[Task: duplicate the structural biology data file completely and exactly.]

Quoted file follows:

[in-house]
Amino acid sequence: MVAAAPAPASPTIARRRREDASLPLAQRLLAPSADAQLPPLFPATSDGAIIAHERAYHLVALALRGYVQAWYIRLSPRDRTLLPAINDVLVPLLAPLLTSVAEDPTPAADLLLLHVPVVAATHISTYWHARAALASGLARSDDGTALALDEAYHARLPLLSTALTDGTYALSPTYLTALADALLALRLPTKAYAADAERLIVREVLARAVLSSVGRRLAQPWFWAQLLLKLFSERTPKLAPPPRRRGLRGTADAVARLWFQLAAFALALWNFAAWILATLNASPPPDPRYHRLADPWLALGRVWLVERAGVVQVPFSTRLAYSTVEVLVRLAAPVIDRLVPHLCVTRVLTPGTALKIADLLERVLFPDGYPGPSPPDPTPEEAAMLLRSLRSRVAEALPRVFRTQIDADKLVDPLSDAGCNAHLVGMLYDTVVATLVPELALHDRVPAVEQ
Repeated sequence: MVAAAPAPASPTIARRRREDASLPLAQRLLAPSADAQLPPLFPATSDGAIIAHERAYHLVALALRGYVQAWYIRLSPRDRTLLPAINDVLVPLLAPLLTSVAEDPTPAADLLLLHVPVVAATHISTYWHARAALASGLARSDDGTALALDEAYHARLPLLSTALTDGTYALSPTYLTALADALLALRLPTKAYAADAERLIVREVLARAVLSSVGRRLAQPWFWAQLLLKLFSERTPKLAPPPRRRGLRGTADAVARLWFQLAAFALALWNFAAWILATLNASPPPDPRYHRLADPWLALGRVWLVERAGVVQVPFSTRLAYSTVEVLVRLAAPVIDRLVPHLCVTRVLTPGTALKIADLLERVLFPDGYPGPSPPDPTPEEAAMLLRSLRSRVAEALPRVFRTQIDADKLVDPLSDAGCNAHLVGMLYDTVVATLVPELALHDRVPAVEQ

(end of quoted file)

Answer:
[in-house]
Amino acid sequence: MVAAAPAPASPTIARRRREDASLPLAQRLLAPSADAQLPPLFPATSDGAIIAHERAYHLVALALRGYVQAWYIRLSPRDRTLLPAINDVLVPLLAPLLTSVAEDPTPAADLLLLHVPVVAATHISTYWHARAALASGLARSDDGTALALDEAYHARLPLLSTALTDGTYALSPTYLTALADALLALRLPTKAYAADAERLIVREVLARAVLSSVGRRLAQPWFWAQLLLKLFSERTPKLAPPPRRRGLRGTADAVARLWFQLAAFALALWNFAAWILATLNASPPPDPRYHRLADPWLALGRVWLVERAGVVQVPFSTRLAYSTVEVLVRLAAPVIDRLVPHLCVTRVLTPGTALKIADLLERVLFPDGYPGPSPPDPTPEEAAMLLRSLRSRVAEALPRVFRTQIDADKLVDPLSDAGCNAHLVGMLYDTVVATLVPELALHDRVPAVEQ
Repeated sequence: MVAAAPAPASPTIARRRREDASLPLAQRLLAPSADAQLPPLFPATSDGAIIAHERAYHLVALALRGYVQAWYIRLSPRDRTLLPAINDVLVPLLAPLLTSVAEDPTPAADLLLLHVPVVAATHISTYWHARAALASGLARSDDGTALALDEAYHARLPLLSTALTDGTYALSPTYLTALADALLALRLPTKAYAADAERLIVREVLARAVLSSVGRRLAQPWFWAQLLLKLFSERTPKLAPPPRRRGLRGTADAVARLWFQLAAFALALWNFAAWILATLNASPPPDPRYHRLADPWLALGRVWLVERAGVVQVPFSTRLAYSTVEVLVRLAAPVIDRLVPHLCVTRVLTPGTALKIADLLERVLFPDGYPGPSPPDPTPEEAAMLLRSLRSRVAEALPRVFRTQIDADKLVDPLSDAGCNAHLVGMLYDTVVATLVPELALHDRVPAVEQ